Upon taking office as President of the Federal Supreme Court, on September 10th, 2020, Minister Luiz Fux reinforced the idea that it is time to increase the use of innovation and technology in law. The process of technological transformation in the area has increased substantially since the 1990s and accelerated with the Covid-19 pandemic.
The use of the internet and computers change the form of legal research – which before the 90s was carried out in person in large libraries – as well as the way of writing procedural documents and contracts, which began to be written on computers, making research much more accessible with the advent of the internet.
After the 2000s, especially in 2006, the law underwent a major technological transformation with Law No. 11,419/2006, which provides for the computerization of the judicial process. In 2013, Resolution No. 185/2013 of the National Council of Justice (CNJ) instituted the Electronic Judicial Process System as a system for processing information and practices of procedural acts.
And more recently, Resolution No. 354/2020 regulated virtual hearings as well as remote courts, further increasing the need for legal professionals to interact and adapt to technologies.
As a result of this transformation, appears companies that seek to create solutions that help and/or solve legal problems. Companies specializing in process automation, artificial intelligence, monitoring of public data, office management, online conflict resolution, analytics and jurimetrics are increasingly being created. The so-called legal techs and law techs.
According to the Brazilian Association of Lawtechs and Legaltechs, the number of legal startups has grown by approximately 300% in recent years. International and national universities are already including subjects related to technology and computing in the curriculum, such as Stanford, Cambridge and, in Brazil, Insper.
Technological innovations are sources of competitive advantage, as they can reduce costs, increase productivity by automating repeated tasks, without, however, losing high quality.
Among the numerous emerging technologies that impact law and legal activity, blockchain technology and smart contracts have the potential to substantially modify the way in which contracts are entered into, making agreements of will immutable and self-executing. Blockchain technology, as we know it, emerged with the Bitcoin protocol, written in 2008 and operating since 2009, by Satoshi Nakamoto.
Blockchain technology can be conceptualized as the result of an ingenious combination of robust techniques derived from reliable distributed computing (Byzantine fault tolerance, peer to peer systems); cryptography (asymmetric key, hash functions, cryptographic challenges and game theories (incentive mechanisms). This is an immutable data file that carries the records of all transactions involving crypto assets (tokens and cryptocurrencies).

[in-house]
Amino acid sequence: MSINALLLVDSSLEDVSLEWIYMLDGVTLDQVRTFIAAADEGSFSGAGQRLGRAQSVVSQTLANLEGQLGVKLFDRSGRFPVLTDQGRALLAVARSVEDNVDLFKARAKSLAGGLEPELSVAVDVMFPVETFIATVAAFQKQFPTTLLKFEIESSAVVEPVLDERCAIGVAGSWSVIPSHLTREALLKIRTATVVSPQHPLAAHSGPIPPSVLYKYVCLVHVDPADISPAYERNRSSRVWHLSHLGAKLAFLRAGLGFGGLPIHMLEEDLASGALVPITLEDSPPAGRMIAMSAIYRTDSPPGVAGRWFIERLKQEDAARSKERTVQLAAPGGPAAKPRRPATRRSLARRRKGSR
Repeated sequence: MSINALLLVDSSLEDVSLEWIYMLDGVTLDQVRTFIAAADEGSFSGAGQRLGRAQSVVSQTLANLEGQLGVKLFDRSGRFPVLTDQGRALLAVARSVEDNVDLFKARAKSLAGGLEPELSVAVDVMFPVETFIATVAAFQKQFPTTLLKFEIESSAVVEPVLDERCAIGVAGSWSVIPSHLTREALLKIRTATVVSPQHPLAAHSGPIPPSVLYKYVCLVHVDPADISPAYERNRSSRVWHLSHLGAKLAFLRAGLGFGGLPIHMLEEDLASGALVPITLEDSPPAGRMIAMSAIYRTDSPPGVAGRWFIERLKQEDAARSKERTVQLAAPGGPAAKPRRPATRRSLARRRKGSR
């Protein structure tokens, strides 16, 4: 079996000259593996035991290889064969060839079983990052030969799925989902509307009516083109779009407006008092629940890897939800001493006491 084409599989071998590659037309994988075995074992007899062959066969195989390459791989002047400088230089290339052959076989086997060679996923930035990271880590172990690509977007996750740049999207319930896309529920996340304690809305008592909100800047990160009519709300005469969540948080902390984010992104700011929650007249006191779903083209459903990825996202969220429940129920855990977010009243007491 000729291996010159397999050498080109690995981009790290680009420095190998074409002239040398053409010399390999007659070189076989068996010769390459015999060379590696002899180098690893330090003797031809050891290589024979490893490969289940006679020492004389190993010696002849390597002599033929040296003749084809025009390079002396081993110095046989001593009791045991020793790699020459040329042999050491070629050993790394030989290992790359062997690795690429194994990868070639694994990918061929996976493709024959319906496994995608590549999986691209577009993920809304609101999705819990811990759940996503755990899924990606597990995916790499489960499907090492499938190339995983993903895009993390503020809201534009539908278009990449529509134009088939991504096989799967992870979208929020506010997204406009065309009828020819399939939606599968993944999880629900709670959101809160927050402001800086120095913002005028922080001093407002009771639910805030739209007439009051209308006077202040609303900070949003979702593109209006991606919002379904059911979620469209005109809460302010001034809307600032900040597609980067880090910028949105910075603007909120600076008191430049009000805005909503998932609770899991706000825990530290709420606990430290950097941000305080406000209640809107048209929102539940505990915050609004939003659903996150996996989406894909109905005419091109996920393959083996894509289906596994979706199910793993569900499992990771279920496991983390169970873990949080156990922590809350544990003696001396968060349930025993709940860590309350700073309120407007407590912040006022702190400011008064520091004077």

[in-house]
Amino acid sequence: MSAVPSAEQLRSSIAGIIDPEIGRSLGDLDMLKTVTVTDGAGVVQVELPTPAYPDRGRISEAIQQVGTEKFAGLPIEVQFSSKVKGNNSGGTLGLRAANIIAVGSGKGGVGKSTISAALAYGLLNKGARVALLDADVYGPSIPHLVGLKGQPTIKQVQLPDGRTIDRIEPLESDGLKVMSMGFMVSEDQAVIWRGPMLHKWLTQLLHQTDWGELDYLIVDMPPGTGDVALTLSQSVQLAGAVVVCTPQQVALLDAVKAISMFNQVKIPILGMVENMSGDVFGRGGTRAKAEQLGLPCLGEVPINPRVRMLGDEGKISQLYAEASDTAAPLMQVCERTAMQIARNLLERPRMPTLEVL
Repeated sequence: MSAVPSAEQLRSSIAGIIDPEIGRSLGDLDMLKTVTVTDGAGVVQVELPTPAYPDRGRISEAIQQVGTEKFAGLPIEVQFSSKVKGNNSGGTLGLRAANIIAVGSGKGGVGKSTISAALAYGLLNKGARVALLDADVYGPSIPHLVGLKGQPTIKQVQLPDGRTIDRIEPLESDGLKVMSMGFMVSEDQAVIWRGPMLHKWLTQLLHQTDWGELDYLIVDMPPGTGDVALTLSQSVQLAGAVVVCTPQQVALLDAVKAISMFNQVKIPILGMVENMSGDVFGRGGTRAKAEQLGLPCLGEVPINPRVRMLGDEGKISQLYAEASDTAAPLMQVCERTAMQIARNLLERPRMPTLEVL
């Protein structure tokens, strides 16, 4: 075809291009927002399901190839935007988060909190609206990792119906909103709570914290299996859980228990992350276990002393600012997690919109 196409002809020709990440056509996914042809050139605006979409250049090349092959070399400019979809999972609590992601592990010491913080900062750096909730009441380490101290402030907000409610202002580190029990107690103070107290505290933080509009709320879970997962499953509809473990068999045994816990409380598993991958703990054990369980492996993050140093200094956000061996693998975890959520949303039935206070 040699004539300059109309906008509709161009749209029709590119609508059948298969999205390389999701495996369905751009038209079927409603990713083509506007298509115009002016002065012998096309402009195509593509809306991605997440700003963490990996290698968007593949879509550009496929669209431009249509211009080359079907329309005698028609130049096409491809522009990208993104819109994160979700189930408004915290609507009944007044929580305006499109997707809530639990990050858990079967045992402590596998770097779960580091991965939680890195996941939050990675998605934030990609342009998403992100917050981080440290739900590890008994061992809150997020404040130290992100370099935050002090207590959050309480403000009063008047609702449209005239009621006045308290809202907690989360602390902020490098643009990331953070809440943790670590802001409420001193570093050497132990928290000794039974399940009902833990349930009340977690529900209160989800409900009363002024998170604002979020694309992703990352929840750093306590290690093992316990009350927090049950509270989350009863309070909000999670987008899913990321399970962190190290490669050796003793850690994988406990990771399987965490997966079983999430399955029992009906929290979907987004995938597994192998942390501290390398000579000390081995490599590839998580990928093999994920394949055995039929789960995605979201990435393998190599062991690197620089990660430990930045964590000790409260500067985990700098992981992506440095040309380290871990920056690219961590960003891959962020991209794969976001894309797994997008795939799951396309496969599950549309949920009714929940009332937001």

Smart contracts are defined as a computerized transaction protocol (software) that automatically executes what has been programmed. They are programming codes, that is, they are written using a programming language and not a traditional language like the well-known contracts.
Such technologies have given rise to what has come to be called cryptoeconomics, that is, an economy in which economic agents transact through tokens and cryptocurrencies. According to data from CoinMarketCap, currently the crypto economy moves more than 1 trillion dollars in business volumes.
In this economy, which is growing every day, smart contracts inserted in the blockchain solve the great problem of mutual distrust, by ensuring that a given agreement of will will be immutable and executed without the need for an order from the Judiciary, that is, the parties they do not need to know each other to ensure that an agreement will be fulfilled.
This totally changes the way economic agents transact in the market and directly impacts the performance of legal professionals, who in general do not have expertise in the construction of smart contracts. For this reason, an interdisciplinary approach between legal professionals and computer professionals is suggested for the construction of efficient architectures that observe the legal rules of contracts.
Imagine a contract in which there is no need to seek the Judiciary for its execution. Imagine that there is no need to know the identity of the person you are transacting with, as technology ensures that the agreement will be fulfilled. Imagine automating a certain clause of a contract bringing greater efficiency and security to both parts. These are situations that smart contracts already solve.
Academic production on the subject of smart contracts on the blockchain, by legal professionals, as well as the demand of these professionals for courses has increased daily. Likewise, countless businesses involving blockchain technology and smart contracts are growing every day, as can be seen with Forbes’ annual publication of the top 50 companies that have adopted blockchain technology.
The time is for education, training and understanding of the crypto-economy movement so that, in the near future, the world of contracts and registration of ownership and property will no longer be the same.
By *Caio Sanas, lawyer in the blockchain and crypto-assets market.